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The Frustrated Money Manager

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To receive a free full-text email of The Zeitgeist whenever we publish to the website, please sign up here. You’ll get two or three of these emails every week, and your email will not be shared with anyone. Ever.Ex-cardinal and frustrated money manager Giovanni Angelo BecciuThree years earlier [2015], part of a €528m Vatican portfolio “derived from donations” bought structured notes containing CDS as part of a bet that Hertz would not default on its debts by April 2020, the documents show. The company filed for bankruptcy the following month, giving the Holy See a narrow escape on the investment, which paid out in full.Other investments made by managers for the Secretariat appointed by Cardinal Becciu include financing the 2019 film Rocketman — a biopic of the musician Elton John —

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The Frustrated Money Manager
Ex-cardinal and frustrated money manager Giovanni Angelo Becciu

Three years earlier [2015], part of a €528m Vatican portfolio “derived from donations” bought structured notes containing CDS as part of a bet that Hertz would not default on its debts by April 2020, the documents show. The company filed for bankruptcy the following month, giving the Holy See a narrow escape on the investment, which paid out in full.

Other investments made by managers for the Secretariat appointed by Cardinal Becciu include financing the 2019 film Rocketman — a biopic of the musician Elton John — according to fund documents seen by the FT.

The Secretariat also bought multiple luxury residential properties in London’s Knightsbridge, and securitisations partly comprising invoices owed by the Italian state to Vatican-controlled hospitals. 

The Secretariat’s investment in the London building known as 60 Sloane Avenue was made through a fund in Luxembourg in 2014 in a deal personally authorised by Cardinal Becciu. In June the Vatican’s state news service reported that Holy See prosecutors believe the investment caused “huge losses”.


It looks easy, doesn’t it? Managing a portfolio. Managing a football team.

We all think we could do it, which is why “frustrated money manager” is the core psycho-demographic that supports pretty much all financial media business models. Just like there’s a frustrated GM in all of us, which is why ESPN and sports talk radio exist.

The frustrated money manager is a very different animal than Davey Day Trader Portnoy, who – as best as I can tell – is a showman and impresario (compliments in my book) who uses trading and portfolio “management” to support his brand/media company and tout his direct investments (Penn National Gaming). Same with Jim Cramer.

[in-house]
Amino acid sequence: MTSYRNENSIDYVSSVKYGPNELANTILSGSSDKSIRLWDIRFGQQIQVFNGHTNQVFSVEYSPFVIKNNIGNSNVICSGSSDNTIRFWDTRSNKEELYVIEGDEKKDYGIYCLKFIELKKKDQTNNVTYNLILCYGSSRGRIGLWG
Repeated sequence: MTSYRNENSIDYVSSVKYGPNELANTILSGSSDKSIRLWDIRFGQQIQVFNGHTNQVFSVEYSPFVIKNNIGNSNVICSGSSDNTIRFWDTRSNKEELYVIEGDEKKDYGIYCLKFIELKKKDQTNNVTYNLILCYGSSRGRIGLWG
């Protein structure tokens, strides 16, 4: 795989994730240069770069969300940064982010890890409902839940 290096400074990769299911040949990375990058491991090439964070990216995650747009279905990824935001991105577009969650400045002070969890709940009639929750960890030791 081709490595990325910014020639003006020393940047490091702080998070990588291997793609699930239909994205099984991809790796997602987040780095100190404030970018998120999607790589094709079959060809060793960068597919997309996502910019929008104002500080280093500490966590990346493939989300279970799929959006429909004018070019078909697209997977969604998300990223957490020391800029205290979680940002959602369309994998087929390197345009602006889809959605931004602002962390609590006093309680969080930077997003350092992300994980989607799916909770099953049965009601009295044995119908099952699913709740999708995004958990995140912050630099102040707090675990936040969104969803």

No, the frustrated money manager is rarely public with his compulsion (or her compulsion, but honestly I think this is almost entirely a y-chromosome thing), unless he’s enjoyed a hot streak and starts bragging to his email buds. Which happens not infrequently in a bull market.

The frustrated money manager is almost always a smart, accomplished professional in his own field who believes VERY much in the existence of The Smart Money ™.

The frustrated money manager is almost always a liiiittttle bit on the make.

Like a Vatican cardinal.

It took me a long time to recognize the frustrated money manager within me, including when I WAS a money manager, and a non-frustrated one at that. And to be clear, I said “recognize”, not “eliminate” or something silly like that. No, we are ALL frustrated money managers. The only question is whether we let that dimension of our psychological makeup ruin our lives, like it did Cardinal Becciu and so many others.

Here’s the knowledge that helps me keep it under control in myself. You ready?

There is no Smart Money.

That’s the big secret. That’s the most important thing I have to say to my fellow DGs and frustrated money managers. Especially if you ARE a money manager. You can’t eliminate the DG and frustrated money manager in you, but you can control it. Internalize this little nugget and you won’t get taken for a ride to the point where you ruin your life. Please.


About Ben Hunt
Ben Hunt
He is the chief investment strategist at Salient, a $14 billion asset manager based in Houston and San Francisco, and the author of Epsilon Theory, a newsletter and website that examines markets through the lenses of game theory and history. Over 100,000 professional investors and allocators read Epsilon Theory for its fresh perspective into market dynamics.

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